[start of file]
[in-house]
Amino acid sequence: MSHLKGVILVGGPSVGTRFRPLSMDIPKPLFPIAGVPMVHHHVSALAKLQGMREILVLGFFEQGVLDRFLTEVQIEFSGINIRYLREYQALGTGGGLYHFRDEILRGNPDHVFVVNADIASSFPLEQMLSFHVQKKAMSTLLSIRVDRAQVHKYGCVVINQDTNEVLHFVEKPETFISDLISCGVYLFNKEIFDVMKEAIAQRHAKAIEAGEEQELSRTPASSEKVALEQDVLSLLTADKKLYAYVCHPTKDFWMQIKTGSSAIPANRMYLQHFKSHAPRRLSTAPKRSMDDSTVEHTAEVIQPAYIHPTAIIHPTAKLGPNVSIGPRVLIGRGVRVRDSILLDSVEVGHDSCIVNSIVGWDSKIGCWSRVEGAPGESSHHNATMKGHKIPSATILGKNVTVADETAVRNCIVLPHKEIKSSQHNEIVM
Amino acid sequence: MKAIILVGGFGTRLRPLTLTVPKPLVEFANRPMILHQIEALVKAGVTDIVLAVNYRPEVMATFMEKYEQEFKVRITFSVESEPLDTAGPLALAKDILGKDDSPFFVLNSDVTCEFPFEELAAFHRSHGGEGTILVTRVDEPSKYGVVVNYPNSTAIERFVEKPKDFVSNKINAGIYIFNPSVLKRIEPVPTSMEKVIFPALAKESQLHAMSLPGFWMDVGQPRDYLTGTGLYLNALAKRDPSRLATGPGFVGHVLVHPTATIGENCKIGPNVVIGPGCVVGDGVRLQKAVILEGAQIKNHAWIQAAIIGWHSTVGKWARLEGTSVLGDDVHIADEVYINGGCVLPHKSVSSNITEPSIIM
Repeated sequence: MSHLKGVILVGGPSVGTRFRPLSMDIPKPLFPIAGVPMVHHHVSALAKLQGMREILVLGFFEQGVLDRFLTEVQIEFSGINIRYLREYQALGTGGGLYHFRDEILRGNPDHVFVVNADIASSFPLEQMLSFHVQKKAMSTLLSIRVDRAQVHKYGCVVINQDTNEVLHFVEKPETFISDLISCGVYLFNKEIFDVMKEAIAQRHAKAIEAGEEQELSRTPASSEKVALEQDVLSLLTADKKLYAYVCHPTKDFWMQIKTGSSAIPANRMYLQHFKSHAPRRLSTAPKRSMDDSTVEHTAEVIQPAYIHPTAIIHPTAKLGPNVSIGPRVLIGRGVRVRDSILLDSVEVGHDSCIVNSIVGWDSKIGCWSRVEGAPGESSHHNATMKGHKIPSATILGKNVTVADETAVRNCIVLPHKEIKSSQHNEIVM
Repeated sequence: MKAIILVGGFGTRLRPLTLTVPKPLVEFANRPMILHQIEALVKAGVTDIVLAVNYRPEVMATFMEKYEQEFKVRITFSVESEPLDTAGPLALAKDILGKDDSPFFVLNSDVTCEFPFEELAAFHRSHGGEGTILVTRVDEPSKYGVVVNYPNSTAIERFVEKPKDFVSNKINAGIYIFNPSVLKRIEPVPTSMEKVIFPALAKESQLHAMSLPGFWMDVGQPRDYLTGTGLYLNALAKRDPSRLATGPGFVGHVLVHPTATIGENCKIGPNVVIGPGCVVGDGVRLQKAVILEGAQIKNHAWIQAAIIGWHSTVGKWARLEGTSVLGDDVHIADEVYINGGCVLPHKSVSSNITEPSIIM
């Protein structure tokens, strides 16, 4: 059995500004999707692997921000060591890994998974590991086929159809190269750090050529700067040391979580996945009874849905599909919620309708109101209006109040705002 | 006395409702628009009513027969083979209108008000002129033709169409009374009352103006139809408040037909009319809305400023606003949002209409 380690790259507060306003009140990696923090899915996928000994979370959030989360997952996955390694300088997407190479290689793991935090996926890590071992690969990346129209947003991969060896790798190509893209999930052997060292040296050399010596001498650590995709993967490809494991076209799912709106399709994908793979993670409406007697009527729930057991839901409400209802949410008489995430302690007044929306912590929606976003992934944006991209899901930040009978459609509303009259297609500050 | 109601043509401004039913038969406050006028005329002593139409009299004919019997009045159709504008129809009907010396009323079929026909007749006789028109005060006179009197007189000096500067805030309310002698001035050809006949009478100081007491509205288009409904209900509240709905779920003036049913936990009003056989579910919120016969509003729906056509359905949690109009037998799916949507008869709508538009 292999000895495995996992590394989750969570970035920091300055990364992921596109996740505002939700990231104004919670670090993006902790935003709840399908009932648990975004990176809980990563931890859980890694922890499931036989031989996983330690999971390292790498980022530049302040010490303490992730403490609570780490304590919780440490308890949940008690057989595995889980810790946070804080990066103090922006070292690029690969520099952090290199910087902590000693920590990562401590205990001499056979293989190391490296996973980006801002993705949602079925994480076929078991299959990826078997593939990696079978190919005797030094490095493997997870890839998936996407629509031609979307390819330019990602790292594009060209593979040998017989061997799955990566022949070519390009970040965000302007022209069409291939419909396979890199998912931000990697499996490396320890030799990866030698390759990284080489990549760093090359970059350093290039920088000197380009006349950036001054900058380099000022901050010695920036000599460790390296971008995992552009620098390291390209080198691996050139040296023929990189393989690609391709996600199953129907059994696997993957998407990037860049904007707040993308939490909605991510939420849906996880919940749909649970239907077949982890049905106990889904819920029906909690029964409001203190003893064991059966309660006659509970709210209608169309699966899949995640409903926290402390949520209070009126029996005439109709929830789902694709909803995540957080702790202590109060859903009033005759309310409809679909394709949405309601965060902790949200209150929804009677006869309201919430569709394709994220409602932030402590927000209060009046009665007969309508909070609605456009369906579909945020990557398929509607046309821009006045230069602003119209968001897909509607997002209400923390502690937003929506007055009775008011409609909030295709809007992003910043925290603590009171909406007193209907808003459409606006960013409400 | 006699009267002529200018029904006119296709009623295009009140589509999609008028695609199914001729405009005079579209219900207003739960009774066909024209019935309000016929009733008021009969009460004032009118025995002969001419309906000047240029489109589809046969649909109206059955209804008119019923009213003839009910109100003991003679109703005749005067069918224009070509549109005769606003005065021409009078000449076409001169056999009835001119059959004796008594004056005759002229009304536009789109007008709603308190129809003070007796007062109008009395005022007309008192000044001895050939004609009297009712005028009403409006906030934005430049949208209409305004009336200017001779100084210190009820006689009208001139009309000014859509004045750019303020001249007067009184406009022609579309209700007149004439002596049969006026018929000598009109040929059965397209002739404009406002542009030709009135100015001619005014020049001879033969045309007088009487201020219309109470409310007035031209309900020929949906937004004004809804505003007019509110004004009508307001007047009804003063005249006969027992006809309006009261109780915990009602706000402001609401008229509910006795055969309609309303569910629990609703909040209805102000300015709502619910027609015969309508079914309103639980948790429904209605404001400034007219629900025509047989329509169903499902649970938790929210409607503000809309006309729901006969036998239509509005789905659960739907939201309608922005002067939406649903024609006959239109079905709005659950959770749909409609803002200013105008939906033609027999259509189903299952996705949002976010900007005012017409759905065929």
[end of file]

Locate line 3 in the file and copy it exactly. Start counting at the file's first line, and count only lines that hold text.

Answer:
Amino acid sequence: MKAIILVGGFGTRLRPLTLTVPKPLVEFANRPMILHQIEALVKAGVTDIVLAVNYRPEVMATFMEKYEQEFKVRITFSVESEPLDTAGPLALAKDILGKDDSPFFVLNSDVTCEFPFEELAAFHRSHGGEGTILVTRVDEPSKYGVVVNYPNSTAIERFVEKPKDFVSNKINAGIYIFNPSVLKRIEPVPTSMEKVIFPALAKESQLHAMSLPGFWMDVGQPRDYLTGTGLYLNALAKRDPSRLATGPGFVGHVLVHPTATIGENCKIGPNVVIGPGCVVGDGVRLQKAVILEGAQIKNHAWIQAAIIGWHSTVGKWARLEGTSVLGDDVHIADEVYINGGCVLPHKSVSSNITEPSIIM